The blackberry vines are loaded. Dad planted them our first spring here in The Compound. He built a sturdy arbor for them to grow in, through, and on. They’ve thanked him more profusely every year since then.
BlackberryTimeShingles

Night before last, I played “cocktail hour sub.” Dave takes Dad his one-per-day bourbon and Diet Coke promptly at 5:00 o’clock each evening–or he sends someone else with it if he’s bound up somewhere. I took iced tea in my favorite Mason jar sippee-cup. Mom delighted Murphy with the usual half-dozen (or more) bacon skins.

“Dad says there’s enough blackberries down there for a pie,” she said.

“A small one,” Dad added.

“Okay, bring ’em on, I’ll make you a pie,” I told him.

Enough for a small pie.

Enough for a small pie.

So last night, while Dave and I watched the PBS American Experience documentary “Freedom Summer,” I washed and cleaned the berries, and warmed them up to melt the heavy sugar I’d added. Then I put the butter in the long glass pan and slid it in the oven while I mixed the batter.

The smell of hot blackberries is summer, or heaven, or both, and the aroma of the sweet fruit’s cobbler wafting through the room always takes me back to the last time I picked blackberries on the Smith County farm before we moved to California. That was before Freedom Summer, a few years before I ever went to school with a black classmate, and a long time before I thought seriously about the sad consequences of racism.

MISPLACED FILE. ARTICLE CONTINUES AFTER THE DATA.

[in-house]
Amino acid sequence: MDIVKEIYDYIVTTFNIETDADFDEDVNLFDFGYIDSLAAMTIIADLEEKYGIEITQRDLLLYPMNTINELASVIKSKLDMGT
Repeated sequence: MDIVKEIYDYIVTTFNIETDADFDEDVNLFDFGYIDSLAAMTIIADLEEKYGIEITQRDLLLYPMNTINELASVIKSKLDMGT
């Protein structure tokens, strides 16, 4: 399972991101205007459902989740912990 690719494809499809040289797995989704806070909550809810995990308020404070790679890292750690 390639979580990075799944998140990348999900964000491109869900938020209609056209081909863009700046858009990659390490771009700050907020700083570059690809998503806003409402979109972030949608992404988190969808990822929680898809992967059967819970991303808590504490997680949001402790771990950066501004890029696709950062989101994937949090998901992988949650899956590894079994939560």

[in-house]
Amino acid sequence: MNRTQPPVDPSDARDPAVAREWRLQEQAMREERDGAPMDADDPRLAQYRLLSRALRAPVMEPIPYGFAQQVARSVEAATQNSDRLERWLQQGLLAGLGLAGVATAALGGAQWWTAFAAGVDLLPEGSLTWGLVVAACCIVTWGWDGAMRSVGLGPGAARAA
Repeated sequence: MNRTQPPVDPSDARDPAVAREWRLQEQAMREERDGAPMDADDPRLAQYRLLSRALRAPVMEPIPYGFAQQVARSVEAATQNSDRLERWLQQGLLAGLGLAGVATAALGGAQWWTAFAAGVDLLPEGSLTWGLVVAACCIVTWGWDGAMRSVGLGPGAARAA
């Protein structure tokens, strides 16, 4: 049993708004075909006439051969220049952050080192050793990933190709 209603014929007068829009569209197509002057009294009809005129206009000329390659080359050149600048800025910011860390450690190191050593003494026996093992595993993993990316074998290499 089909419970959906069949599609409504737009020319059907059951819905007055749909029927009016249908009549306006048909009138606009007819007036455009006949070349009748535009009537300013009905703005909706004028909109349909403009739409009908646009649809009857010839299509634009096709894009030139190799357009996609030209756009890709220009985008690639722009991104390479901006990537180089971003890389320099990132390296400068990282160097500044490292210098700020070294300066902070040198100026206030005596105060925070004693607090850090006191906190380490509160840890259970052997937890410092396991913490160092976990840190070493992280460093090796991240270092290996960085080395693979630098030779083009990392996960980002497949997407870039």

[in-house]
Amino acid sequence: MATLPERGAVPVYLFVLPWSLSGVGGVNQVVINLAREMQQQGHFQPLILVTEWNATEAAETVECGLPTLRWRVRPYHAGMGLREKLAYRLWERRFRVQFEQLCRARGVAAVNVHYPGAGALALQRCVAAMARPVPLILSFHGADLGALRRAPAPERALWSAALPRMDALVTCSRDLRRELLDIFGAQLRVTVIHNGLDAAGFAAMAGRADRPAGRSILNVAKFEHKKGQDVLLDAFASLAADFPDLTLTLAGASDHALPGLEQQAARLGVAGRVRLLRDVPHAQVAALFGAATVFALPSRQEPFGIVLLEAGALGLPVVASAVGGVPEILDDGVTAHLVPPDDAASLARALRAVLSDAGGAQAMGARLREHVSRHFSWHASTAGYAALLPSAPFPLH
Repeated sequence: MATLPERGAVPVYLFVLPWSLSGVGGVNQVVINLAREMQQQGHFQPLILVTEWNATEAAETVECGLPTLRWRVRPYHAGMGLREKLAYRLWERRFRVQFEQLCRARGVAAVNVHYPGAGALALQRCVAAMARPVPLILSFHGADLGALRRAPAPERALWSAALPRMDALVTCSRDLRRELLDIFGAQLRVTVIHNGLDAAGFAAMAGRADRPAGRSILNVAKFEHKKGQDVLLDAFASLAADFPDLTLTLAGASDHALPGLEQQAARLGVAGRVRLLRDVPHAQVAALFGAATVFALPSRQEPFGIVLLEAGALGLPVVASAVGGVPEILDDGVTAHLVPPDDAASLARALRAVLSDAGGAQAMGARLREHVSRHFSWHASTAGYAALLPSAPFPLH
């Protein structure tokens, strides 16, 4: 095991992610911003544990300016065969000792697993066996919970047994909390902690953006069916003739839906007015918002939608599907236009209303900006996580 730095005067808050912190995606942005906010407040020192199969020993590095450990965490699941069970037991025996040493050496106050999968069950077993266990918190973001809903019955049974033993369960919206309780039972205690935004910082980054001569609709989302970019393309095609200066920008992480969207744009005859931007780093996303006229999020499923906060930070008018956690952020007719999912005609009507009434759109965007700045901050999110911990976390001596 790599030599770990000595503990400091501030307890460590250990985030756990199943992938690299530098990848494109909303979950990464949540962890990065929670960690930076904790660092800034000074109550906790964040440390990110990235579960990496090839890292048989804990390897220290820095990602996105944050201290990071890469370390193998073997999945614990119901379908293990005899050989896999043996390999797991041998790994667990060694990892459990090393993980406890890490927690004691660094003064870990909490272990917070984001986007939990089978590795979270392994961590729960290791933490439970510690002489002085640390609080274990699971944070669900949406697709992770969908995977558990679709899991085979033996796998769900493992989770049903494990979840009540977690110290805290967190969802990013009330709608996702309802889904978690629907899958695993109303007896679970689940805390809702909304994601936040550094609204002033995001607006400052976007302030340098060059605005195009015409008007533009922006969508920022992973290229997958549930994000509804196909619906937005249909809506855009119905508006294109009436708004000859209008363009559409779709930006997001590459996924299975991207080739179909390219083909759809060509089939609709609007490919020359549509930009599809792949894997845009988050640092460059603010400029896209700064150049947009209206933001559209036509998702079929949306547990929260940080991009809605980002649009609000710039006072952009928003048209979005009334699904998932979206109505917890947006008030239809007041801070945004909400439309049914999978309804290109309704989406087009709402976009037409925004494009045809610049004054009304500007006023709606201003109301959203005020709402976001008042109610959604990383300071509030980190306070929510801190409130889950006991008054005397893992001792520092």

We started out to the first berry patch early in the morning. We had to get to the berries before the sun got hot. I remember there were several of us picking, but I can think of only one specifically. That was my Aunt Virginia.

In those days, berry-picking was the only time you’d ever see the women in pants. All of us sported outfits borrowed from one of the men in the family, Aunt Virginia included. I wore a long-sleeved work shirt and my grandfather’s overalls. Pa Blair was a small man; even the length of the legs was perfect for me. We doused our ankles, wrists, and necks with coal oil to ward off ticks and chiggers, and then tucked the pants legs into long socks. We buttoned the necks of our collars and complained that someone was choking us.

I dropped my berries–Don’t throw ’em, just lay ’em in there soft-like–into a lard pail tied to my waist with a chain of rag strips. The bucket’s edges were rusted, the brand barely showing on the outside. Who knows how long it had hung around? I carried a tobacco stick and beat the ground under the briars in case there were any snakes lying in wait, and then propped it against a thick section of a bush. I needed two hands to pick berries. When we moved to the next patch, I reached for my stick.

We always tried to finish up by 11:30. I can almost feel the sun on my back through that chambray shirt, the clear signal to head to the house.

I found Dad’s berries on the kitchen counter, in a plastic gallon milk jug with a large hole cut in the side and a length of twine tied to the handle.

Dad eased into the kitchen. “So, Sis, do you think I got enough for a pie?”

“A small one.” I looped the loose twine around the milk jug’s handle and tied it in a bow. “I wonder how long it’s been since I’ve seen a lard bucket.”

“I think I left two or three up at the farm,” he answered.
LardPail

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